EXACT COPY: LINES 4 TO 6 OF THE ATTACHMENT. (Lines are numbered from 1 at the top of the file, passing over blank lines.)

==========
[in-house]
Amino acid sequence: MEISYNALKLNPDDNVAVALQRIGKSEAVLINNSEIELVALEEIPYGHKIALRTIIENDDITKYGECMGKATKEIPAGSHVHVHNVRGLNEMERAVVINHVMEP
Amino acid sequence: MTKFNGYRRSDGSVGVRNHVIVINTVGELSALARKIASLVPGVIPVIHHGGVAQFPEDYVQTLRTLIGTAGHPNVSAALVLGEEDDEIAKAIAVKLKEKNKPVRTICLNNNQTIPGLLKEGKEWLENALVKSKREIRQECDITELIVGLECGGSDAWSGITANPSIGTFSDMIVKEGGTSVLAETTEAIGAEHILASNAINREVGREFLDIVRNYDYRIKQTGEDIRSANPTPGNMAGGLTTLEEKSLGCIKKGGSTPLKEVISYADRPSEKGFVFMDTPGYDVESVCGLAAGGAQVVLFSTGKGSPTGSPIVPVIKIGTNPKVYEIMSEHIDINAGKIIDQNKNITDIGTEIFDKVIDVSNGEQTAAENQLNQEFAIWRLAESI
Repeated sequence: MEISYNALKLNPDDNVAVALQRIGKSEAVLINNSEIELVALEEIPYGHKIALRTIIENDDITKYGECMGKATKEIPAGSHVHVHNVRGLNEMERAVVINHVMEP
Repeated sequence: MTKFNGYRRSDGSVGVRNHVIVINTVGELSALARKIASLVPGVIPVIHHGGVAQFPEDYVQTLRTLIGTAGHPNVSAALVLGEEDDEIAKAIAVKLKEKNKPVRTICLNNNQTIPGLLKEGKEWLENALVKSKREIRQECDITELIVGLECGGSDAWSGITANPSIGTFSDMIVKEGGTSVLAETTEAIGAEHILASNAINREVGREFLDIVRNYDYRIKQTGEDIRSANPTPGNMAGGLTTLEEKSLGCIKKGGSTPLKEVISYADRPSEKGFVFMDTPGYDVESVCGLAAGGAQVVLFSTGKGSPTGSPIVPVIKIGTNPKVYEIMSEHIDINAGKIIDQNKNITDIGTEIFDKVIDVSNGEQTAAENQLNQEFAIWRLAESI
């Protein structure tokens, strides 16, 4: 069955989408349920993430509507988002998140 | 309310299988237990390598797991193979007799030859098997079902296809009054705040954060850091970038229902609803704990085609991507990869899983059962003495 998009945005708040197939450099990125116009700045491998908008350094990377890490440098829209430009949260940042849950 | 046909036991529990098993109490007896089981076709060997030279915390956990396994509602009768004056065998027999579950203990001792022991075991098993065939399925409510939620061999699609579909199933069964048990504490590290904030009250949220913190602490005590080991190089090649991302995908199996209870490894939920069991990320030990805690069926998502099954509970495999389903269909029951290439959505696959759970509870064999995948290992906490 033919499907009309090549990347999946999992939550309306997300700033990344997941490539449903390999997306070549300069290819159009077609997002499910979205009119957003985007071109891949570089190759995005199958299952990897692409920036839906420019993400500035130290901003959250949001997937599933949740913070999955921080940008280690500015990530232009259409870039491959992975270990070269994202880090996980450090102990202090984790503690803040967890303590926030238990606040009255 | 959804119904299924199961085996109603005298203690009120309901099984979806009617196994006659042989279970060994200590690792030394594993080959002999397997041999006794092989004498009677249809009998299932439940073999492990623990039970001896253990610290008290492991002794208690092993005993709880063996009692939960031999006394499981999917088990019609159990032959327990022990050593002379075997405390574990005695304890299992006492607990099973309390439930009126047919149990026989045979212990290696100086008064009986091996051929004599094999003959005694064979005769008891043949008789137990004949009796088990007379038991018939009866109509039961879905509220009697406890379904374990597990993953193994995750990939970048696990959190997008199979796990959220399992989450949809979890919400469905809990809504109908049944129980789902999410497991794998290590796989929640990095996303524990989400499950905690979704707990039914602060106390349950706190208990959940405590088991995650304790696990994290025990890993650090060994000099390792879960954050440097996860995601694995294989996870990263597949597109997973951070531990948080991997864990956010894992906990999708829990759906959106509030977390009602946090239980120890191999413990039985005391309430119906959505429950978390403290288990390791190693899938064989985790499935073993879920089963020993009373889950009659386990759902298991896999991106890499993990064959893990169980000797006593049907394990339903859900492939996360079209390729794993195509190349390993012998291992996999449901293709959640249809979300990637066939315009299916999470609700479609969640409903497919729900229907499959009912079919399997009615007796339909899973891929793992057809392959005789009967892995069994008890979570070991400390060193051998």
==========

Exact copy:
Repeated sequence: MEISYNALKLNPDDNVAVALQRIGKSEAVLINNSEIELVALEEIPYGHKIALRTIIENDDITKYGECMGKATKEIPAGSHVHVHNVRGLNEMERAVVINHVMEP
Repeated sequence: MTKFNGYRRSDGSVGVRNHVIVINTVGELSALARKIASLVPGVIPVIHHGGVAQFPEDYVQTLRTLIGTAGHPNVSAALVLGEEDDEIAKAIAVKLKEKNKPVRTICLNNNQTIPGLLKEGKEWLENALVKSKREIRQECDITELIVGLECGGSDAWSGITANPSIGTFSDMIVKEGGTSVLAETTEAIGAEHILASNAINREVGREFLDIVRNYDYRIKQTGEDIRSANPTPGNMAGGLTTLEEKSLGCIKKGGSTPLKEVISYADRPSEKGFVFMDTPGYDVESVCGLAAGGAQVVLFSTGKGSPTGSPIVPVIKIGTNPKVYEIMSEHIDINAGKIIDQNKNITDIGTEIFDKVIDVSNGEQTAAENQLNQEFAIWRLAESI
């Protein structure tokens, strides 16, 4: 069955989408349920993430509507988002998140 | 309310299988237990390598797991193979007799030859098997079902296809009054705040954060850091970038229902609803704990085609991507990869899983059962003495 998009945005708040197939450099990125116009700045491998908008350094990377890490440098829209430009949260940042849950 | 046909036991529990098993109490007896089981076709060997030279915390956990396994509602009768004056065998027999579950203990001792022991075991098993065939399925409510939620061999699609579909199933069964048990504490590290904030009250949220913190602490005590080991190089090649991302995908199996209870490894939920069991990320030990805690069926998502099954509970495999389903269909029951290439959505696959759970509870064999995948290992906490 033919499907009309090549990347999946999992939550309306997300700033990344997941490539449903390999997306070549300069290819159009077609997002499910979205009119957003985007071109891949570089190759995005199958299952990897692409920036839906420019993400500035130290901003959250949001997937599933949740913070999955921080940008280690500015990530232009259409870039491959992975270990070269994202880090996980450090102990202090984790503690803040967890303590926030238990606040009255 | 959804119904299924199961085996109603005298203690009120309901099984979806009617196994006659042989279970060994200590690792030394594993080959002999397997041999006794092989004498009677249809009998299932439940073999492990623990039970001896253990610290008290492991002794208690092993005993709880063996009692939960031999006394499981999917088990019609159990032959327990022990050593002379075997405390574990005695304890299992006492607990099973309390439930009126047919149990026989045979212990290696100086008064009986091996051929004599094999003959005694064979005769008891043949008789137990004949009796088990007379038991018939009866109509039961879905509220009697406890379904374990597990993953193994995750990939970048696990959190997008199979796990959220399992989450949809979890919400469905809990809504109908049944129980789902999410497991794998290590796989929640990095996303524990989400499950905690979704707990039914602060106390349950706190208990959940405590088991995650304790696990994290025990890993650090060994000099390792879960954050440097996860995601694995294989996870990263597949597109997973951070531990948080991997864990956010894992906990999708829990759906959106509030977390009602946090239980120890191999413990039985005391309430119906959505429950978390403290288990390791190693899938064989985790499935073993879920089963020993009373889950009659386990759902298991896999991106890499993990064959893990169980000797006593049907394990339903859900492939996360079209390729794993195509190349390993012998291992996999449901293709959640249809979300990637066939315009299916999470609700479609969640409903497919729900229907499959009912079919399997009615007796339909899973891929793992057809392959005789009967892995069994008890979570070991400390060193051998």